Buongiorno Buongiorno, come state?
I’m delighted and so honored to share beautiful news with you this morning. Thanks to the kindness and generosity of Author Janice Therese Mancuso, also Owner and Editor of The Italian American Press, a resource for Authors writing about Italian and Italian American heritage, culture and history — I was added and recognized as an emerging Italian American Author in the USA along with my first literary creation, “My Sicily”. I was so touched and moved by this recognition, received with much gratitude for Janice, such a passionate and involved Ambassador of Italian Culture in the USA.
You will find a page dedicated to my biography, book, a short interview and upcoming book events at this direct link:
Janice was doubly kind and also graciously reviewed my book for another of her prominent and highly successful endeavors “Thirty One Days of Italians” to promote and expand on October as Italian American Heritage Month. The website has grown tremendously in recent years to become a resource to document and research Italian American History. Below is Janice’s review of “My Sicily” – you may also read it directly on the website at http://home.earthlink.net/~31italians/id75.html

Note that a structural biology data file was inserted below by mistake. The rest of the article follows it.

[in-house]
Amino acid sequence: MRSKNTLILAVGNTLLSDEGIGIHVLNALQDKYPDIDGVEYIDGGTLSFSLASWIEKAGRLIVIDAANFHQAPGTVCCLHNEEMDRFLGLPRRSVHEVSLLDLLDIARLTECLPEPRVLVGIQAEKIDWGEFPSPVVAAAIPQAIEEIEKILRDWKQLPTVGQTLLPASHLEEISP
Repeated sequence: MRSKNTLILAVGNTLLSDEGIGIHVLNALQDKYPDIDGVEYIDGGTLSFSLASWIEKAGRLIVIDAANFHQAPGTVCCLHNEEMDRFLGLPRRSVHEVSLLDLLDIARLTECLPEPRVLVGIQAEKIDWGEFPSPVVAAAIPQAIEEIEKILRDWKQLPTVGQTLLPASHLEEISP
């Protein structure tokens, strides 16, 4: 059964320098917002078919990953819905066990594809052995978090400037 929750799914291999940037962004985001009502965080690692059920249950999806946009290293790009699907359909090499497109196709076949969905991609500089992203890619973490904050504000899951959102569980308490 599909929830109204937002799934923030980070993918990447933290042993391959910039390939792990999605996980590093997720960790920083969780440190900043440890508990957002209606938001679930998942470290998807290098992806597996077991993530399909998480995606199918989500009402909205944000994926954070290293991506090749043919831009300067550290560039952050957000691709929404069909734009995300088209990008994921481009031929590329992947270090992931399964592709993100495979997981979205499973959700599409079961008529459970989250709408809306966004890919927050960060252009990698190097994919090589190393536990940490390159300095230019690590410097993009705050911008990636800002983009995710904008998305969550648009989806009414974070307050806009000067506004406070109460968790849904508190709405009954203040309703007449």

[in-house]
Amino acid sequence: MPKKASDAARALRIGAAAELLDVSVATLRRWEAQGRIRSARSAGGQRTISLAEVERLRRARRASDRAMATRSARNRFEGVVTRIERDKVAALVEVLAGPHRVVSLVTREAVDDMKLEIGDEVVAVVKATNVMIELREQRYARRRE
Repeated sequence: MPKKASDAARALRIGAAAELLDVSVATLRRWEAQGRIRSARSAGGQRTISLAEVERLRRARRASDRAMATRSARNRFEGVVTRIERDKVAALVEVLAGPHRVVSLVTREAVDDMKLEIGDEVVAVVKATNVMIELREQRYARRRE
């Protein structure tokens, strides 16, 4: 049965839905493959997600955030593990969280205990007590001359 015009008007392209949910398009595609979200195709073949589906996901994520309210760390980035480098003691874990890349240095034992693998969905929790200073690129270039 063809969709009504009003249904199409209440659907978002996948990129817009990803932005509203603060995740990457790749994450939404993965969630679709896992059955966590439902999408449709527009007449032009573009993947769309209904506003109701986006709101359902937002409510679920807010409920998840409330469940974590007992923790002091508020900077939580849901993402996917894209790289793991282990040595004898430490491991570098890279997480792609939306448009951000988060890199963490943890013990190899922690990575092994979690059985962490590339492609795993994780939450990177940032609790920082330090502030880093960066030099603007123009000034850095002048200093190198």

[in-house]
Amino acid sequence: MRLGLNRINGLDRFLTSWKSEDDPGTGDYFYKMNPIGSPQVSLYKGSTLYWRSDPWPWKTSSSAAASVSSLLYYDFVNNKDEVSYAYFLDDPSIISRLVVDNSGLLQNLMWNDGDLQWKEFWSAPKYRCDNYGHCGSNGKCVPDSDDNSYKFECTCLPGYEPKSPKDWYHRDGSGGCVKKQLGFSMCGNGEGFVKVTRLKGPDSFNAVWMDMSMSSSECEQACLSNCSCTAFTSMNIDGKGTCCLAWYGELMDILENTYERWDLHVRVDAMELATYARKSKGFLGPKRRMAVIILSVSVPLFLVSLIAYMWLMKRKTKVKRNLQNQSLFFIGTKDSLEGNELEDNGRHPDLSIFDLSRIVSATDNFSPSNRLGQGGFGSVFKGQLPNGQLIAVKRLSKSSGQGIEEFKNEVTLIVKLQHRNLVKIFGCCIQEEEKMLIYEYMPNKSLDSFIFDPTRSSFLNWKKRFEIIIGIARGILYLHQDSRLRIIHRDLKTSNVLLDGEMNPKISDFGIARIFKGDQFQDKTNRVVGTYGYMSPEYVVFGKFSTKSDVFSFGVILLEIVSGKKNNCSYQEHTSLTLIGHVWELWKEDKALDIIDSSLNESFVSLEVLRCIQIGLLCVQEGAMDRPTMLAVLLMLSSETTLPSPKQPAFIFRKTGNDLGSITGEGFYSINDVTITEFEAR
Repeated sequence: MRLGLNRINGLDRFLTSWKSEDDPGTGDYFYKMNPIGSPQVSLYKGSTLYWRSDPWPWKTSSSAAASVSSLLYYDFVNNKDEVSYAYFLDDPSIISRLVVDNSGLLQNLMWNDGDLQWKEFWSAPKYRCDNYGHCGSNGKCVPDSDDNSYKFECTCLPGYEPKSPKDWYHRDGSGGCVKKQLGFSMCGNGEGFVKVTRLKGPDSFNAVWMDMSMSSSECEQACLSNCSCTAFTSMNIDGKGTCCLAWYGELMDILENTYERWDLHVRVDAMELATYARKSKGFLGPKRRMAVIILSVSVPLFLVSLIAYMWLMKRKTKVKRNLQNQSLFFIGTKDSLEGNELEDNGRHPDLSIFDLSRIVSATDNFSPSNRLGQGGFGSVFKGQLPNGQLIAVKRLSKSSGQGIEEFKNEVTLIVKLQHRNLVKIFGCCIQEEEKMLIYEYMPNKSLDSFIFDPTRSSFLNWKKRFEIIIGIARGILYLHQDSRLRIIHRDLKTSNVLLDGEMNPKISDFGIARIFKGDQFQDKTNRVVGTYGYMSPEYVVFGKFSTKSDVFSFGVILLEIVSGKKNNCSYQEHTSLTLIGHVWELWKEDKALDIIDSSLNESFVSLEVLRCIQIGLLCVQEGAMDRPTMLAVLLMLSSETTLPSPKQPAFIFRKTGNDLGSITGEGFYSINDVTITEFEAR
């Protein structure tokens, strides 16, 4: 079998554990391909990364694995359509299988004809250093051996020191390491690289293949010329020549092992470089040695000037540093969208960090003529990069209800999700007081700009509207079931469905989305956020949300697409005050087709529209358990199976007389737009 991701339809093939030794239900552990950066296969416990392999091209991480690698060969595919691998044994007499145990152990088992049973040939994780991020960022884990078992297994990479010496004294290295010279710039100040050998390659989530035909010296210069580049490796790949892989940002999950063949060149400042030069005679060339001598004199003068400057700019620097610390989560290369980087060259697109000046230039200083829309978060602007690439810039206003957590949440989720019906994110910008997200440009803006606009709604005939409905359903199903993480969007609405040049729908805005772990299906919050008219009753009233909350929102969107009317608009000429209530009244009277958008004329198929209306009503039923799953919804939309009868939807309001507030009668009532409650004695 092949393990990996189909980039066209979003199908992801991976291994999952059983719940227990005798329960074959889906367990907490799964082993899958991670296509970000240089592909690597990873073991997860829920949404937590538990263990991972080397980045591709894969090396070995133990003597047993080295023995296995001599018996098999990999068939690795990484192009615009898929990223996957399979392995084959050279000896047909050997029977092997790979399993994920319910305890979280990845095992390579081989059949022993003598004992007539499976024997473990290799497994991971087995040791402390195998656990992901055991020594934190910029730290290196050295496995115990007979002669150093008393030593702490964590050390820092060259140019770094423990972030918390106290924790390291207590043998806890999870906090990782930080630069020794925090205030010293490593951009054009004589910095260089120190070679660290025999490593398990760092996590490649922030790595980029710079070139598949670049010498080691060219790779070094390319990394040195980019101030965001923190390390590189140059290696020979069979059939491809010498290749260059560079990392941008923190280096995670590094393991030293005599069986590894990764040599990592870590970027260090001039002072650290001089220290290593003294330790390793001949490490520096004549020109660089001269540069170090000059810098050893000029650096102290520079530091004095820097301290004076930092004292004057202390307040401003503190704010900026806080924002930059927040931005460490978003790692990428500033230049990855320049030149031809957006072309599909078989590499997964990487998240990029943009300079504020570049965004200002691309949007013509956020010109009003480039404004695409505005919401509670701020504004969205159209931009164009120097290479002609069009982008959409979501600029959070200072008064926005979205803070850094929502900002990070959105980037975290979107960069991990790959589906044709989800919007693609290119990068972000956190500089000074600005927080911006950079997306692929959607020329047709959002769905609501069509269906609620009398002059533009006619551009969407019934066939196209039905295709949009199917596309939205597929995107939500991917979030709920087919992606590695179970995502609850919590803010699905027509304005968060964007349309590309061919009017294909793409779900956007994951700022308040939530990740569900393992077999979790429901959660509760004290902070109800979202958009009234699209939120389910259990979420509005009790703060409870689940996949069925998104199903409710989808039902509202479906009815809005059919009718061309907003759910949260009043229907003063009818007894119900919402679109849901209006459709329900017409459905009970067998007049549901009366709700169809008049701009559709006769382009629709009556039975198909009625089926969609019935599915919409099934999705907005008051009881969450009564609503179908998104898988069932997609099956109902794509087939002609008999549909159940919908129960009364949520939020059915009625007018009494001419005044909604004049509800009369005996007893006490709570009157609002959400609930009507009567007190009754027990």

My Sicily: Life in the cusp of the Mediterranean Sea
Francesca V. Mignosa
Imagine you’re on a ferry—cappuccino in one hand, cornetto (croissant) in the other—crossing the Straits of Messina from Calabria to Sicily and gazing at the sky as the sunrise turns it “a romantic and poetic light pink in all its gentle shades.” This is your introduction to Sicily through the eyes and heart of Francesca Mignosa. “And there it slowly appears on the horizon in its natural beauty and simplicity, the island I was born in: SICILIA …”
My Sicily: Life in the cusp of the Mediterranean Sea offers a glimpse into Francesca’s life in Sicily starting on the east side of the island in Augusta, the town where she was born, and ending with her descriptions of some of the Sicilian Islands—the Aeolian Islands, Aegadian Islands, Pelagian Islands, and Pantelleria.
Her journey begins with memories of her childhood in Augusta bringing to mind the balcone (balcony) where “there was a small white table and chairs, a lemon tree and a number of piante di ogni genere (plants of all sorts) along with a Romeo and Juliet style railing.” From that balcone, Francesca and her sister could look down into the cortile (courtyard). “It was as if we were the audience to one amazing theatrical composition.”
Several miles north of Augusta is the “picturesque maritime village” of Brucoli, home of the author’s maternal grandparents. “Comprised of three streets” … “it also contains a number of grottos where many were either born (like one of my grandmother’s sisters) or hid from the enemy during World War II.”